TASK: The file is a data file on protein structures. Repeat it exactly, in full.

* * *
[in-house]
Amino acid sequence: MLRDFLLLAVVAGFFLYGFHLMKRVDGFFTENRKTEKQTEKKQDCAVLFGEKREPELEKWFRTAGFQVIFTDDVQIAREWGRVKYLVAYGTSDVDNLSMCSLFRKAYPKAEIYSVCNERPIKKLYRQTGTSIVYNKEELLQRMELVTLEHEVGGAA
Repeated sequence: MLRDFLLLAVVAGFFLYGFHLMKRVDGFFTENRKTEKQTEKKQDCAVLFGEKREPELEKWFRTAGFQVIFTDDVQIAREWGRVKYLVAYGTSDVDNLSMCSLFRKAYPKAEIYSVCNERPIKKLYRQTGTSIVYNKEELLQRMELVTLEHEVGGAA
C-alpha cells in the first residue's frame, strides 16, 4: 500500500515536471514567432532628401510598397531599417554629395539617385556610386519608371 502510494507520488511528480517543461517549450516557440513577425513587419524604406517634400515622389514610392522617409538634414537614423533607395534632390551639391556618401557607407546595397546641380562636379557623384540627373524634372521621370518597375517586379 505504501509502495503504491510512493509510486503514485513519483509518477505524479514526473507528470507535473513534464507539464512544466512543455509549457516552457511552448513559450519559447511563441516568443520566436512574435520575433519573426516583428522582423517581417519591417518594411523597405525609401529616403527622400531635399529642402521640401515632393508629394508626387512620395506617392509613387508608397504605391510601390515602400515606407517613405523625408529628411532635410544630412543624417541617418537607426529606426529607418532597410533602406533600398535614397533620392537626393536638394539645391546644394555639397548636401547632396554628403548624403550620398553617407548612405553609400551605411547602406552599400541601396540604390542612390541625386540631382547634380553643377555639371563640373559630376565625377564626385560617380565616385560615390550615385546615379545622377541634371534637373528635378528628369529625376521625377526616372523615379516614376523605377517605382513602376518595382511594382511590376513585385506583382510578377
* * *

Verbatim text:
[in-house]
Amino acid sequence: MLRDFLLLAVVAGFFLYGFHLMKRVDGFFTENRKTEKQTEKKQDCAVLFGEKREPELEKWFRTAGFQVIFTDDVQIAREWGRVKYLVAYGTSDVDNLSMCSLFRKAYPKAEIYSVCNERPIKKLYRQTGTSIVYNKEELLQRMELVTLEHEVGGAA
Repeated sequence: MLRDFLLLAVVAGFFLYGFHLMKRVDGFFTENRKTEKQTEKKQDCAVLFGEKREPELEKWFRTAGFQVIFTDDVQIAREWGRVKYLVAYGTSDVDNLSMCSLFRKAYPKAEIYSVCNERPIKKLYRQTGTSIVYNKEELLQRMELVTLEHEVGGAA
C-alpha cells in the first residue's frame, strides 16, 4: 500500500515536471514567432532628401510598397531599417554629395539617385556610386519608371 502510494507520488511528480517543461517549450516557440513577425513587419524604406517634400515622389514610392522617409538634414537614423533607395534632390551639391556618401557607407546595397546641380562636379557623384540627373524634372521621370518597375517586379 505504501509502495503504491510512493509510486503514485513519483509518477505524479514526473507528470507535473513534464507539464512544466512543455509549457516552457511552448513559450519559447511563441516568443520566436512574435520575433519573426516583428522582423517581417519591417518594411523597405525609401529616403527622400531635399529642402521640401515632393508629394508626387512620395506617392509613387508608397504605391510601390515602400515606407517613405523625408529628411532635410544630412543624417541617418537607426529606426529607418532597410533602406533600398535614397533620392537626393536638394539645391546644394555639397548636401547632396554628403548624403550620398553617407548612405553609400551605411547602406552599400541601396540604390542612390541625386540631382547634380553643377555639371563640373559630376565625377564626385560617380565616385560615390550615385546615379545622377541634371534637373528635378528628369529625376521625377526616372523615379516614376523605377517605382513602376518595382511594382511590376513585385506583382510578377